Anna and the Apocalypse (2017)

As the holidays approach, a teenage girl and her friends ponder their life choices in this lighthearted musical. Then, suddenly, ZOMBIES ATTACK! The songs, however, keep right on rolling along with the sudden influx of gore. This genre mash-up from director John McPhail has energy to spare and an appealing young cast led by Ella Hunt (Dickinson). It also features Paul Kaye (Thoros of Myr on Game of Thrones) as a jerky school principal. Truly, there’s no other Christmas movie quite like it. (Available to rent on Amazon Prime, iTunes, and other streamers.)

Mercy Christmas (2017)

When shy, lonely office drone Michael (Steven Hubbell) gets an unexpected invitation to celebrate his favourite holiday with his pretty new co-worker and her seemingly perfect family, he happily accepts. However, the tables soon turn in this darkly comedic tale when he realises what’s on their Christmas menu… or rather, who’s on their menu. (Adding insult to the nightmare: his sadistic boss is part of this hungry clan, and forces him to crunch some last-minute numbers before the big meal.) Brutal and yet somehow a firm lesson in the importance in maintaining one’s holiday spirit, Mercy Christmas also contains maybe cinema’s first-ever use of eggnog as a weapon. (Streaming on Paramount+)

A Christmas Horror Story (2015)

This anthology film — with stories that loop together rather than being self-contained — brings us to the small, snowy town of Bailey Downs on Christmas Eve, where various townsfolk are about to learn that the true meaning of the season is… sheer horror. There’s a group of kids kids poking around a haunted school basement for their true-crime documentary, a greedy family paying a spontaneous visit to a rich old aunt, and another family sneaking onto private land to steal a Christmas tree, plus a story about Santa Claus dealing with a zombie elf rebellion and William Shatner (the only big name involved here) playing a progressively boozy local radio host. There are some decent jump scares in A Christmas Horror Story, though the movie is best-remembered for featuring maybe the most buff Krampus ever committed to celluloid. (Streaming on Shudder)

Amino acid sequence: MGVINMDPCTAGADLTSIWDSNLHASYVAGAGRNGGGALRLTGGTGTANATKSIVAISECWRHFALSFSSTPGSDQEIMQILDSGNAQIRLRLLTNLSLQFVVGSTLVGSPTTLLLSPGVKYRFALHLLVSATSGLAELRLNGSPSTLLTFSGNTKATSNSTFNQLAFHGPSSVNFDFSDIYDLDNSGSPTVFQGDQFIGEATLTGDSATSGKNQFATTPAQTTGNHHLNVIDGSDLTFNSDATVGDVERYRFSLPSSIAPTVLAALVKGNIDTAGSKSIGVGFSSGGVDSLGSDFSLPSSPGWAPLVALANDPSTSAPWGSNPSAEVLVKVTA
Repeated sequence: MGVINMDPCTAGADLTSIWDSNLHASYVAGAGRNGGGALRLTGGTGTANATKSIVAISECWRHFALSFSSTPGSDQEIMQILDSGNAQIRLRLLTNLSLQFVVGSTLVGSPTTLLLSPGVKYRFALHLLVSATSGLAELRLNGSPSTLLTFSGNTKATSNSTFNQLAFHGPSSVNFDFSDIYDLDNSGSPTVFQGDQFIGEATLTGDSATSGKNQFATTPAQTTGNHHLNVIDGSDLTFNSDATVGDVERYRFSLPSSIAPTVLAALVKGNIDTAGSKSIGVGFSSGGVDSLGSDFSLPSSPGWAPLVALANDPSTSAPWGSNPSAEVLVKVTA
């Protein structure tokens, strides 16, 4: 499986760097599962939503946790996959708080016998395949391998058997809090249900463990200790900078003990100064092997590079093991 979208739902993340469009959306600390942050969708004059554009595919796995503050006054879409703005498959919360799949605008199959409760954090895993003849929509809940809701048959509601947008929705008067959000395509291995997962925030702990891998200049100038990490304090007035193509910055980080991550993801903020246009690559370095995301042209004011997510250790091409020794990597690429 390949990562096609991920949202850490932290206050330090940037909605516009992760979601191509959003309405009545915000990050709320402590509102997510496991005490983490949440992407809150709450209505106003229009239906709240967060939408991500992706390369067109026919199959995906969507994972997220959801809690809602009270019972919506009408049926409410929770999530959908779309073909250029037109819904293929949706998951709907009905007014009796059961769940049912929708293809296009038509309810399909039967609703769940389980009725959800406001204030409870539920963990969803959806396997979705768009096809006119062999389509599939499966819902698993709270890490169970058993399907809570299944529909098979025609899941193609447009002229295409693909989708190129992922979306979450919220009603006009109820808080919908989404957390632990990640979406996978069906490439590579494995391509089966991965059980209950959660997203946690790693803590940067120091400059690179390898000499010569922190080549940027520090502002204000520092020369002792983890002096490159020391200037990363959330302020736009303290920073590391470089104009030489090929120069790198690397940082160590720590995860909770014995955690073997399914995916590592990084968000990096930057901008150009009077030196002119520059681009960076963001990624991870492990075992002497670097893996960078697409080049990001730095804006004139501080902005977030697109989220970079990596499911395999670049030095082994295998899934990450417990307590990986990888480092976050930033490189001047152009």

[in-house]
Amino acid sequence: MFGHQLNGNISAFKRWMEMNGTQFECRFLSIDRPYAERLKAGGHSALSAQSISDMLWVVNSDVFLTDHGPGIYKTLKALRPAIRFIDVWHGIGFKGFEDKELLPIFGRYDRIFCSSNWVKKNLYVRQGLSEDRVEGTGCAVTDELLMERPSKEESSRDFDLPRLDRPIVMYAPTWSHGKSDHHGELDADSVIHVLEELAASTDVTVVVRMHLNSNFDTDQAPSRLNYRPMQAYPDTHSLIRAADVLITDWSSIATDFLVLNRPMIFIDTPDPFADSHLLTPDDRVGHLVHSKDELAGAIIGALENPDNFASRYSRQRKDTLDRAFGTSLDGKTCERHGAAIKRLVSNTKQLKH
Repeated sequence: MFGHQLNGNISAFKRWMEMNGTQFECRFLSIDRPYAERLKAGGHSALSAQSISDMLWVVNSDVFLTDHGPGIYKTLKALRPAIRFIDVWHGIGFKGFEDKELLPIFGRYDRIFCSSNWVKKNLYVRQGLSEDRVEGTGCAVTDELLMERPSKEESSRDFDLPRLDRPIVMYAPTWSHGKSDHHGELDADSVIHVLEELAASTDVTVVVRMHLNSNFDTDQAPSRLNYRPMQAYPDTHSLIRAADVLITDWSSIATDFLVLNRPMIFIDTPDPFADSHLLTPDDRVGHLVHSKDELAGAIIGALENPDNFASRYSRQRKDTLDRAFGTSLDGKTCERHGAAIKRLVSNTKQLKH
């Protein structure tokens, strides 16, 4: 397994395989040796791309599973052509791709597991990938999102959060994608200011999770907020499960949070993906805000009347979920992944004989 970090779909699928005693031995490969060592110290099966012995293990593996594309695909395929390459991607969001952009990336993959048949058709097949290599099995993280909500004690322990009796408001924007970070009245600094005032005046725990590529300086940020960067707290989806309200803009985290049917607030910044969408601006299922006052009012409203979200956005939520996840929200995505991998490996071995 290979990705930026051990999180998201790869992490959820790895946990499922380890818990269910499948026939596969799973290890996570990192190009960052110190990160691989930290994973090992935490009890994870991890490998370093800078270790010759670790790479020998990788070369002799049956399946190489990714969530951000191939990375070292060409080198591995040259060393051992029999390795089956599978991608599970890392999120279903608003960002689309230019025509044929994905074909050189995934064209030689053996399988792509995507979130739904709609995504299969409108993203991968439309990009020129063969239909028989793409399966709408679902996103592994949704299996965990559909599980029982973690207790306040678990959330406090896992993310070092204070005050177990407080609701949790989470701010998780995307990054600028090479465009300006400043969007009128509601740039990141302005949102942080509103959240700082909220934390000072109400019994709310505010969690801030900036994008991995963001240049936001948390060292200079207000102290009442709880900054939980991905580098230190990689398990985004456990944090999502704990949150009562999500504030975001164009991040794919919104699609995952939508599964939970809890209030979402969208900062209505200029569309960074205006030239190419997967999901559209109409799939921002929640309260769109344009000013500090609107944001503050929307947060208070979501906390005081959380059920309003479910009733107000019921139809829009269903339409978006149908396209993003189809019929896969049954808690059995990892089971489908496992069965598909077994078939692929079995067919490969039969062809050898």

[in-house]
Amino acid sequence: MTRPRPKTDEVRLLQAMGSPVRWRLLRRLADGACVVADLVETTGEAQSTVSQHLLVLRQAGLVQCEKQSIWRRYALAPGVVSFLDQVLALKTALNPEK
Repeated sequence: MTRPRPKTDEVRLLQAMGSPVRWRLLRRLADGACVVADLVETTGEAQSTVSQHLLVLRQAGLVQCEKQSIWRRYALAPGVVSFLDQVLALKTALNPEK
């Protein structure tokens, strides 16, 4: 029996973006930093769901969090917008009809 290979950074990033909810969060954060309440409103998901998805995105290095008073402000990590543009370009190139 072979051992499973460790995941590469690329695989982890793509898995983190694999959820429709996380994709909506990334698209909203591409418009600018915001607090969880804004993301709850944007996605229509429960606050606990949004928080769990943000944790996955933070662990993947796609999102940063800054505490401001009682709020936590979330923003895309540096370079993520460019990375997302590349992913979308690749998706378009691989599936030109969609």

Krampus (2015)

Speaking of Krampus, we just featured this movie’s antagonist in our list of scariest holiday monsters. Its take on the anti-Claus may lack distracting six-pack abs, but it’s definitely overflowing with creepy old-world terrors. Adam Scott and Toni Collette lead a surprisingly good ensemble cast as parents whose family receives a violent refresher on the true meaning of Christmas. (Purchase on Apple TV)

Silent Night (2021)

We’ll have a full review of this one next week, but Silent Night starts off like a pretty typical Christmas movie — a family gathers at a country home to celebrate the holiday while trying not to brawl over their various long-simmering quarrels and beefs — until it becomes clear that it’s their last night on Earth as an apocalypse closes in. The ensemble cast includes Keira Knightley, Matthew Goode, Roman Griffin Davis, Annabelle Wallis, and Kirby Howell-Baptiste. (In theatres soon)